I hesitate to use the word “turnkey” because there is no clear definition of what it means. Sometimes I refer to my real estate investment as a turnkey investment, but that isn’t exactly accurate. Generally, a turnkey property is defined as a house that has been fully renovated and is ready to be rented out. The company that sells this turnkey property usually also manages the property for the investor. The goal is for the management company to handle the day-to-day operations of the property, it takes a fee, and you, the investor gets to sit back and have the remainder of the rent sent to you. This is mostly true for my investment except the first part.
The Hybrid Turnkey Approach
The company I worked with first acted as my realtor in bidding on the foreclosure. Then it acted as a project manager in hiring and managing the contractors in making renovations to the property. The property I purchased ultimately appraised for about $10,000 above the purchase price plus the renovation costs. If you were to buy a pure turnkey investment property, the company would have purchased the property at a foreclosure or short sale, made the renovations, and then marketed the property to potential investors. The key difference is that I purchased the property at the distressed price, whereas an investor of a turnkey property will purchase at fair market value. The turnkey company is a business and needs to make a profit so that is understandable. And I am not saying that buying a rental property at fair market value is unwise, I would just prefer to have some more equity from the start.
I was talking to another newbie long distance rental property investor, just like I am, and he purchased a property for about $55,000, which rents for $850 a month. Sounds like a good deal, right? However, he mentioned that the property he eventually purchased did not appraise for the agreed upon purchase price. Apparently, this is not uncommon in some turnkey investment properties. Appraising a house is not an exact science. It can be pretty subjective. An appraiser will compare the property you are looking to get a loan for and compare it with similar houses that were sold near that property. Generally, a property’s condition is not taken into account so it can be unfair to compare a newly renovated turnkey investment property to a property which has not been renovated.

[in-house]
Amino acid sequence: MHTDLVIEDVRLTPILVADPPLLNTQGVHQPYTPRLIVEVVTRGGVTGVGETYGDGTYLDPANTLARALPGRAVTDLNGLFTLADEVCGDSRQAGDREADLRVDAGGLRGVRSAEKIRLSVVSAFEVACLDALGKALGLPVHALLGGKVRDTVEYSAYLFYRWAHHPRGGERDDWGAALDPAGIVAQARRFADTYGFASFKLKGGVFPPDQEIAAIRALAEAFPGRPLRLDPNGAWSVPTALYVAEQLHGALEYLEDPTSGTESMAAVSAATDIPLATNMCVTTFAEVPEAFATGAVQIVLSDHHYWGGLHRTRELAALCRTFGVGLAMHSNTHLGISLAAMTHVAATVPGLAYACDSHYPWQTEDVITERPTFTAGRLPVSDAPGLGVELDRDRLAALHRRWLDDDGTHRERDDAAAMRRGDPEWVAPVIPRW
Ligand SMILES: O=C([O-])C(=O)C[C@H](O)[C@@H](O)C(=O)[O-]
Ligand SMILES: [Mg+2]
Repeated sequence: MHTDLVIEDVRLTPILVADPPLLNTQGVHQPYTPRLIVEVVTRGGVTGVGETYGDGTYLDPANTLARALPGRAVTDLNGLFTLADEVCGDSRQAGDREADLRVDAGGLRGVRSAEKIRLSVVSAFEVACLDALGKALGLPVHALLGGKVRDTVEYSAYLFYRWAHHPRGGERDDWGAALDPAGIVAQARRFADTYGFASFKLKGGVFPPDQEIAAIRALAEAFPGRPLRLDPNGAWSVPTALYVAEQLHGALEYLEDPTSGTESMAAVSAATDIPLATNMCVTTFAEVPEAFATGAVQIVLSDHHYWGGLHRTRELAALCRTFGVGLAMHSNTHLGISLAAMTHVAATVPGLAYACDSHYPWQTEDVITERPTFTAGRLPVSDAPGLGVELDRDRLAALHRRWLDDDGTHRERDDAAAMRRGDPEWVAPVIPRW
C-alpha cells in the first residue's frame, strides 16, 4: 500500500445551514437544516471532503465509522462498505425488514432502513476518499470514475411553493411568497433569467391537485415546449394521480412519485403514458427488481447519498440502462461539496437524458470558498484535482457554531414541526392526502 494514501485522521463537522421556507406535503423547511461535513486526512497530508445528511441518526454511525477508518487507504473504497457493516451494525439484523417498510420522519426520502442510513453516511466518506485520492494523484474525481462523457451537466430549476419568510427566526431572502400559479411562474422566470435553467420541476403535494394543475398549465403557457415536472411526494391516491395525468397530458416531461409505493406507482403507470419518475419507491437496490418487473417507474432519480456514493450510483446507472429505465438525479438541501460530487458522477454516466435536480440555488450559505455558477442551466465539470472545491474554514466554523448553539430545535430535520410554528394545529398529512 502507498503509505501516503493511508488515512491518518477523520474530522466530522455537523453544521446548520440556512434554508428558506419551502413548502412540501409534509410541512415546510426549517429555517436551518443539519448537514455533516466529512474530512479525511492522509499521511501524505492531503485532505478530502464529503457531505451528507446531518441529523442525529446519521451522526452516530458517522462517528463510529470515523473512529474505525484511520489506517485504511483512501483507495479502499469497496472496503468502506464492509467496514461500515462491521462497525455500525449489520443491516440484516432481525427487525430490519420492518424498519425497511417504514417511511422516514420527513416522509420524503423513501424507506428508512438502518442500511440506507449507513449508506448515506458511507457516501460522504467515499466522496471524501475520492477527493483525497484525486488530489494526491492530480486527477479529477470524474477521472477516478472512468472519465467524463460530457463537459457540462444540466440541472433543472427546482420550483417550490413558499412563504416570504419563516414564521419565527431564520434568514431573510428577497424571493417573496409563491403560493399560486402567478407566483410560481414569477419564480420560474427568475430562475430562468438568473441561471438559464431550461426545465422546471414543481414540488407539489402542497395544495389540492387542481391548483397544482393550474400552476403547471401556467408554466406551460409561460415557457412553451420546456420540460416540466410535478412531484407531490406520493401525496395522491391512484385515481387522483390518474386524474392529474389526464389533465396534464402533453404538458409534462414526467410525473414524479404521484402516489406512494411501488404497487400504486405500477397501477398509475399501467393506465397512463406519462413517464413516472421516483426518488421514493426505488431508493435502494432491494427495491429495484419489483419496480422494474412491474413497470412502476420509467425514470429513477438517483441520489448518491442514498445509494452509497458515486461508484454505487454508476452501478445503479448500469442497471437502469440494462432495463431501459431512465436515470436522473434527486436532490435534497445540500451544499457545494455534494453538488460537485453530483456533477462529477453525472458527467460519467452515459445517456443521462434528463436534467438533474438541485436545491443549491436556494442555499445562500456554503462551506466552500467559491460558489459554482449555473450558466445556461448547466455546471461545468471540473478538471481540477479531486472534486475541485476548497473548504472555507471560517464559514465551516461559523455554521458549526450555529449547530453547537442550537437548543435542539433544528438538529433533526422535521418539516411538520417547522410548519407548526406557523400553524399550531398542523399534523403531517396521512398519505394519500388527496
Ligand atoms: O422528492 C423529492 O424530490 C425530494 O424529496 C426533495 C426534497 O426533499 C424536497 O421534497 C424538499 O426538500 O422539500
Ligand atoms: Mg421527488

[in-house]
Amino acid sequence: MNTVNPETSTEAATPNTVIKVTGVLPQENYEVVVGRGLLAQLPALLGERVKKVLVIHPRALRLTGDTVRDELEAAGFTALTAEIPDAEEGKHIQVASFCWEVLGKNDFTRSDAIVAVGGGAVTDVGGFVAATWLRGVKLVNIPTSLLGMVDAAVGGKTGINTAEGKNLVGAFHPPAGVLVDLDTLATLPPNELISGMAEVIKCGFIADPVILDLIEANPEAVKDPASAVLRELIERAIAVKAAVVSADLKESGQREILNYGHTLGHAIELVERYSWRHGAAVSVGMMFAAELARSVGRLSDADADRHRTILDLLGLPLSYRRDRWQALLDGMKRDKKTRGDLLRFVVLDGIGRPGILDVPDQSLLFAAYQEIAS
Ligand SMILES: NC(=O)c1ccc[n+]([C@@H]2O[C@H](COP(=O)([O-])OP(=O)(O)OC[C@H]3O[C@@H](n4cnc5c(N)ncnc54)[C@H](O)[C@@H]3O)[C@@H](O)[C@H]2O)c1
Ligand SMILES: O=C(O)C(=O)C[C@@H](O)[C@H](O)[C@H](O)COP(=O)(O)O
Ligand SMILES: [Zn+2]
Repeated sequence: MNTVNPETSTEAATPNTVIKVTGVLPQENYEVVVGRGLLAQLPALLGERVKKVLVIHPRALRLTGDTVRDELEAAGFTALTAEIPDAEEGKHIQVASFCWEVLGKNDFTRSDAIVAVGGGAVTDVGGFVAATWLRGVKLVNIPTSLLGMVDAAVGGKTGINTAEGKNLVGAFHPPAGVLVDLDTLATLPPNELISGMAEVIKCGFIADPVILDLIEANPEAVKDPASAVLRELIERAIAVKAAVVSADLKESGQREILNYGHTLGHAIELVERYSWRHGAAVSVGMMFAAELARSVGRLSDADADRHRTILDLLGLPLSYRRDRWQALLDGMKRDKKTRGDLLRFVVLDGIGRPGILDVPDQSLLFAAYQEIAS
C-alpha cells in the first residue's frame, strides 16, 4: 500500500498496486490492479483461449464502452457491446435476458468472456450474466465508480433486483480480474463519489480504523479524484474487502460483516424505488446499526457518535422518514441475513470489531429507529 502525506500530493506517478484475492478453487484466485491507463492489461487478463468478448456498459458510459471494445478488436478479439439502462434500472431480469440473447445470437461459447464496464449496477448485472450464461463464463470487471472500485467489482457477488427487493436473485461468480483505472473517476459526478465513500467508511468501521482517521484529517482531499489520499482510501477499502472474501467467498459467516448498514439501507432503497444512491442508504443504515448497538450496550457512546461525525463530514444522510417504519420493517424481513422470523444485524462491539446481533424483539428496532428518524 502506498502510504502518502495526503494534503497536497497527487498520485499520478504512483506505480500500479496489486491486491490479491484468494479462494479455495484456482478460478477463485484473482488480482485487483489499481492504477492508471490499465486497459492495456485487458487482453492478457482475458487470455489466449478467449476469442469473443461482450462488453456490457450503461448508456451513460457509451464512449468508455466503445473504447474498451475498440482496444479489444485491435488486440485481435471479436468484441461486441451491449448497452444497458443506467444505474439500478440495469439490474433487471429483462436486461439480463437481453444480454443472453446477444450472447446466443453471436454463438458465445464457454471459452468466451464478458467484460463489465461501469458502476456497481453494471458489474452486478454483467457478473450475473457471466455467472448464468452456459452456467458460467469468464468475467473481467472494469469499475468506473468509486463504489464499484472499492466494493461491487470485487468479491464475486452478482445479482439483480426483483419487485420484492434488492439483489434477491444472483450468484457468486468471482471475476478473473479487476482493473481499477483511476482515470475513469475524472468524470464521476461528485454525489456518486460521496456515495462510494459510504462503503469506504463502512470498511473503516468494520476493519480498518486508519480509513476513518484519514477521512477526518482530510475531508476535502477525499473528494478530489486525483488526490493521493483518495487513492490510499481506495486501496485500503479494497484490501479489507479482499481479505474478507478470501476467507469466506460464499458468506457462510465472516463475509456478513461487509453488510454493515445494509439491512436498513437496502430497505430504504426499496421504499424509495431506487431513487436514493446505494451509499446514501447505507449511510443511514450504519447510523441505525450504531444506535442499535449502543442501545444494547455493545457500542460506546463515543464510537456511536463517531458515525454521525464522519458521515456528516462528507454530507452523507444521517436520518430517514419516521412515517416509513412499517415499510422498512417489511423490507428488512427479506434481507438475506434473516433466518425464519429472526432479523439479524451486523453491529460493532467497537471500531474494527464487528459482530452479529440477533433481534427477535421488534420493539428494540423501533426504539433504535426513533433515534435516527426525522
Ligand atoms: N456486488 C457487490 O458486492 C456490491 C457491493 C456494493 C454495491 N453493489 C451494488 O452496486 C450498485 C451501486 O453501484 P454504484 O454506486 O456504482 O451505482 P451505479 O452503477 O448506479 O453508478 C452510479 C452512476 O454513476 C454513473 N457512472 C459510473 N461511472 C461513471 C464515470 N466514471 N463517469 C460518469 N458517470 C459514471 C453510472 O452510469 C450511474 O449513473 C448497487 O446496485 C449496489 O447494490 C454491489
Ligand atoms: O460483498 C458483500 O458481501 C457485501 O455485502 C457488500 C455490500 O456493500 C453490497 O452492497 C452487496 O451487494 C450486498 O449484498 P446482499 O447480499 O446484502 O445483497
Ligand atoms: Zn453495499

He said that he was able to negotiate the price lower which made it a “steal” of a deal in his eyes. (Sometimes the seller won’t budge and the investor will have to put a higher down payment to get the deal done) His opinion is that the bottom line is what the cash-on-cash returns are and what his net monthly cash flow each month will be. Granted, those are incredibly important factors but I think it is short-sighted to only look at the numbers and nothing else. And it is definitely what I looked at when I decided to make my investment. But one thing that is also important when making an investment is to have an exit strategy. What if you want to sell the property? Will there be demand by other investors or by those seeking to purchase it as their primary residence? Will you have to take a loss when you sell it? I don’t want to be overly critical of his investment because he might just be a steal of a deal. I just don’t want to take that risk.
Cash flow is #1 but appreciation potential also matters
When investing in rental real estate, cash flow is important. Living in NYC, I hear many people talk about investing in properties here, even though there will be negative cash flow each month. They assume that because of the high demand in NYC, there will be great appreciation and they can then sell it for a much higher price. I’m not going to lie, the appreciation that I’ve seen in some neighborhoods in NYC are pretty impressive. I’m not taking that risk though. What if there is another downturn in the housing market? Will you be able to sustain paying the mortgage, property tax, insurance and for the upkeep. Also, NYC is pretty tenant friendly, so what will happen if your tenant doesn’t pay rent and it takes a long time to evict them?
While I invest for cash flow because appreciation can sometimes be hard to predict, the appreciation potential of the property and the market is still important. The newbie investor I spoke to bought a property that doesn’t appear to be in the greatest of neighborhoods. The numbers will look great because the property is very cheap compared to the what it will rent for, but numbers aren’t everything. You might end up with a property that is hard to sell or that you’re forced to sell at a loss. You might be dealing with more headaches involving the tenants.
Generally, when investing, money is made on the purchase so I would prefer to buy a property at distressed sale prices and fix it up to “force” appreciation. Once again, I’m not saying not to pay market price for a turnkey property or that I wouldn’t do it. I just prefer this route if possible. If I feel a market has a lot of appreciation potential, I would be more likely to pay fair market value.
What do you look for when you’re investing in real estate?